Evidence of water in the shadows of craters or locked up in glassy beads like microscopic snow-globes has recently revealed the Moon's surface is far less desiccated than we ever imagined.

Just where this veneer of ice water came from is a mystery astronomers are currently trying to solve. One surprising possibility emerging is an elemental rain from our own atmosphere, delivered by Earth's magnetic field.

Water isn't exactly a rare substance in space. Given suitable places to hide, it can be sloshing around inside asteroids, coating comets, and even clinging precariously to the darkness of Mercury's craters.

It makes sense at least some of it will splash onto the Moon every now and then. But with the Sun's scorching heat and lacking protection from the vacuum of space, it's not expected to last very long.

To account for the surprising amount of moisture being found on the lunar surface, researchers have proposed a more dynamic form of production – a constant 'rain' of protons driven by the solar wind. These hydrogen ions smack into mineral oxides in the Moon's dust and rocks, ripping apart chemical bonds and forming a loose, temporary alliance with the oxygen.

It's a solid hypothesis, one that would be given a boost by observations of the more exposed (and more loosely bound) water molecules quickly succumbing to the vacuum of space whenever the Moon is sheltered from solar wind.

Our own planet happens to be pretty well protected from the constant breeze of ions blown from the Sun, thanks to a bubble of magnetism surrounding it. This force field not only surrounds us, it is blown into a tear-drop shape by the solar onslaught.

For a few days each month, the Moon passes through this magnetosphere, receiving a brief respite from the Sun's proton downpour.

An international team of researchers recently used plasma and magnetic field instruments on the Japanese Kaguya orbiter to pinpoint this precise timing in the Moon's orbit. Spectral data from Chandrayaan-1's Moon Mineralogy Mapper (M3) were then used to map the distribution of water across the Moon's surface at its highest latitudes.

The results weren't quite what anybody expected.

In short, nothing happened. The time-series of the Moon's watery signature revealed no appreciable difference in the three to five days spent hidden from the Sun's wind.

These results could mean a few things. One is that the whole solar wind hypothesis is a bust, and other reservoirs are responsible for replenishing the Moon's surface water.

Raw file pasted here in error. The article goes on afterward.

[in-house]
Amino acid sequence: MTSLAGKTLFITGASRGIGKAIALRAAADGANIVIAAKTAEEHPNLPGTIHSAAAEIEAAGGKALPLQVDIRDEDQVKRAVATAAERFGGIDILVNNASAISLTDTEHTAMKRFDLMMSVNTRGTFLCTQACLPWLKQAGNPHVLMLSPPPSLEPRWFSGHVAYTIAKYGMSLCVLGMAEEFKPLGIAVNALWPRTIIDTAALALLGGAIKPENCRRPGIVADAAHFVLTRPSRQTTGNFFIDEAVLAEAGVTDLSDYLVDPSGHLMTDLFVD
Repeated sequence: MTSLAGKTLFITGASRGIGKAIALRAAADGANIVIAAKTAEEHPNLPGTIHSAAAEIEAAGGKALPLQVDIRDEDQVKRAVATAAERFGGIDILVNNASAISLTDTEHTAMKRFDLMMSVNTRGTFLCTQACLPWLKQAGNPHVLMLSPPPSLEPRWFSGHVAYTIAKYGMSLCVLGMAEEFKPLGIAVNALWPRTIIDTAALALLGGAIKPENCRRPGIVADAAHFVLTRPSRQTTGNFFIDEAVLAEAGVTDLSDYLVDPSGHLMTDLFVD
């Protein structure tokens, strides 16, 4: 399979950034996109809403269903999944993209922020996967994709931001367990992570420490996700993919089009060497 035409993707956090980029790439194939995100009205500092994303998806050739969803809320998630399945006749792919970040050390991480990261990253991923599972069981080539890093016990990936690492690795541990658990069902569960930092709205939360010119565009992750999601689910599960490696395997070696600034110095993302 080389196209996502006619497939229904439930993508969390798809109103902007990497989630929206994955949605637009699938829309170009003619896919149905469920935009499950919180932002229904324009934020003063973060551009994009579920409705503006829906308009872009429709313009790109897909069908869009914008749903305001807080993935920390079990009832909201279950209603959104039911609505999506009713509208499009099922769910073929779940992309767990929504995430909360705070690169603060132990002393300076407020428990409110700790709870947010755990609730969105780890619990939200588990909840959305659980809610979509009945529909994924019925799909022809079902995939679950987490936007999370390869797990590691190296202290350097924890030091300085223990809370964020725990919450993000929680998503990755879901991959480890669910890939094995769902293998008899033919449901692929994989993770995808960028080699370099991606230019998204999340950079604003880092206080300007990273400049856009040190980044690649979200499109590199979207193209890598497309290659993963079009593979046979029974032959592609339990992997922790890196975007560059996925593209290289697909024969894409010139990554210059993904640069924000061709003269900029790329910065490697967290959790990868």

But another intriguing possibility that doesn't require us to ditch the solar wind idea is that Earth's magnetic field simply picks up where the Sun leaves off.

Past research has suggested the sheet of plasma associated with our planet's magnetosphere could deliver about the same amount of hydrogen ions as the solar wind, especially towards the lunar poles.

It's not all delivered with quite the same amount of punch, admittedly, but the researchers hypothesise even the occasional heavy-hitting hydrogen ion could potentially create more than its fair share of water. And lower-energy protons might be more easily held in place, therefore less likely to fall apart in the moments after they're formed.

There's also every possibility that oxygen from the upper reaches of the atmosphere above our poles is carried across the vast stretch of emptiness to collide with the Moon, especially during periods of enhanced geomagnetic activity.

If this all sounds rather speculative, that's because it is. Right now, we only have a rather surprising map of water that doesn't quite align with favoured models.

But it points in some exciting new directions for the emerging field of Moon hydrodynamics. Since the researchers only mapped the water distribution at higher latitudes, it'll be worth looking closer to the equator for the predicted losses in the future.

On a practical front, we might need to rely heavily on a replenishing supply of lunar frost for fuel and life support one day, should the Moon become a stepping stone for space exploration.

If nothing else, we're slowly piecing together an understanding of a water cycle in space that helps us better understand the connections between our planet and its only natural satellite.

This research was published in the Astrophysical Journal Letters.